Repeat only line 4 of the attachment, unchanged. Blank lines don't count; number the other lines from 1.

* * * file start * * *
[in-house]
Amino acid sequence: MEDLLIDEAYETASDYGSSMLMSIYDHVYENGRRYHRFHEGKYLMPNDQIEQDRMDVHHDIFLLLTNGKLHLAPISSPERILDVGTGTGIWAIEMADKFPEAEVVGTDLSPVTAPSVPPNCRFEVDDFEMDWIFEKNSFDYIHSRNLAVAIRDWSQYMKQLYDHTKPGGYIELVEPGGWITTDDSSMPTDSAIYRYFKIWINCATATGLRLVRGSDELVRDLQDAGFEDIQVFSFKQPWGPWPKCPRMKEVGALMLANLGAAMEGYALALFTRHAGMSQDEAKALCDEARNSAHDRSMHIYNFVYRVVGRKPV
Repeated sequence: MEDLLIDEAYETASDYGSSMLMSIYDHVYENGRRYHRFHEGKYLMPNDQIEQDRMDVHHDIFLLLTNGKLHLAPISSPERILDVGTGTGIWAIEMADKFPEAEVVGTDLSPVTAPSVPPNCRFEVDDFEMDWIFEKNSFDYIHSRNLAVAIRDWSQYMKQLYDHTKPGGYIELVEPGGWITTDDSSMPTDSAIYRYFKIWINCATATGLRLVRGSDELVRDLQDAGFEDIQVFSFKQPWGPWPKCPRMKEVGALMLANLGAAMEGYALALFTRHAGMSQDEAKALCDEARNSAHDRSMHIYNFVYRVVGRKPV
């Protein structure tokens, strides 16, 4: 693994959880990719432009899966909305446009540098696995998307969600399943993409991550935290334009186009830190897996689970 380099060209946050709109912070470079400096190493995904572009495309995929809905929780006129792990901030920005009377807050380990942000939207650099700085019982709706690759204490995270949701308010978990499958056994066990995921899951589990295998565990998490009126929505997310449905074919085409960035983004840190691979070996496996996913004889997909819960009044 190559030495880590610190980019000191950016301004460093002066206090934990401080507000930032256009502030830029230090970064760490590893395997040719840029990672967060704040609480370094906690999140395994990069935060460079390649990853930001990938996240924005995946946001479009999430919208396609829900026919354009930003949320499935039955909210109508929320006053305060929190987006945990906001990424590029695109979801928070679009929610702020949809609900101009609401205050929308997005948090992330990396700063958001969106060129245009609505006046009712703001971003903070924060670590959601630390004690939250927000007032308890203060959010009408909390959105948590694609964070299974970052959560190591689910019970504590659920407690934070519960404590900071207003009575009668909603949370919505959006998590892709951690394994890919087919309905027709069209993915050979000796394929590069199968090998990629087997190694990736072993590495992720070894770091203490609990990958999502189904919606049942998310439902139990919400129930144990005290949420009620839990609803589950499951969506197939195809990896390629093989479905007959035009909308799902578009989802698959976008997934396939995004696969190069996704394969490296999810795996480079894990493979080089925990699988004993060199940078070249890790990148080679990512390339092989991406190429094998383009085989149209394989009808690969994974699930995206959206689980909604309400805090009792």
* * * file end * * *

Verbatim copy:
């Protein structure tokens, strides 16, 4: 693994959880990719432009899966909305446009540098696995998307969600399943993409991550935290334009186009830190897996689970 380099060209946050709109912070470079400096190493995904572009495309995929809905929780006129792990901030920005009377807050380990942000939207650099700085019982709706690759204490995270949701308010978990499958056994066990995921899951589990295998565990998490009126929505997310449905074919085409960035983004840190691979070996496996996913004889997909819960009044 190559030495880590610190980019000191950016301004460093002066206090934990401080507000930032256009502030830029230090970064760490590893395997040719840029990672967060704040609480370094906690999140395994990069935060460079390649990853930001990938996240924005995946946001479009999430919208396609829900026919354009930003949320499935039955909210109508929320006053305060929190987006945990906001990424590029695109979801928070679009929610702020949809609900101009609401205050929308997005948090992330990396700063958001969106060129245009609505006046009712703001971003903070924060670590959601630390004690939250927000007032308890203060959010009408909390959105948590694609964070299974970052959560190591689910019970504590659920407690934070519960404590900071207003009575009668909603949370919505959006998590892709951690394994890919087919309905027709069209993915050979000796394929590069199968090998990629087997190694990736072993590495992720070894770091203490609990990958999502189904919606049942998310439902139990919400129930144990005290949420009620839990609803589950499951969506197939195809990896390629093989479905007959035009909308799902578009989802698959976008997934396939995004696969190069996704394969490296999810795996480079894990493979080089925990699988004993060199940078070249890790990148080679990512390339092989991406190429094998383009085989149209394989009808690969994974699930995206959206689980909604309400805090009792």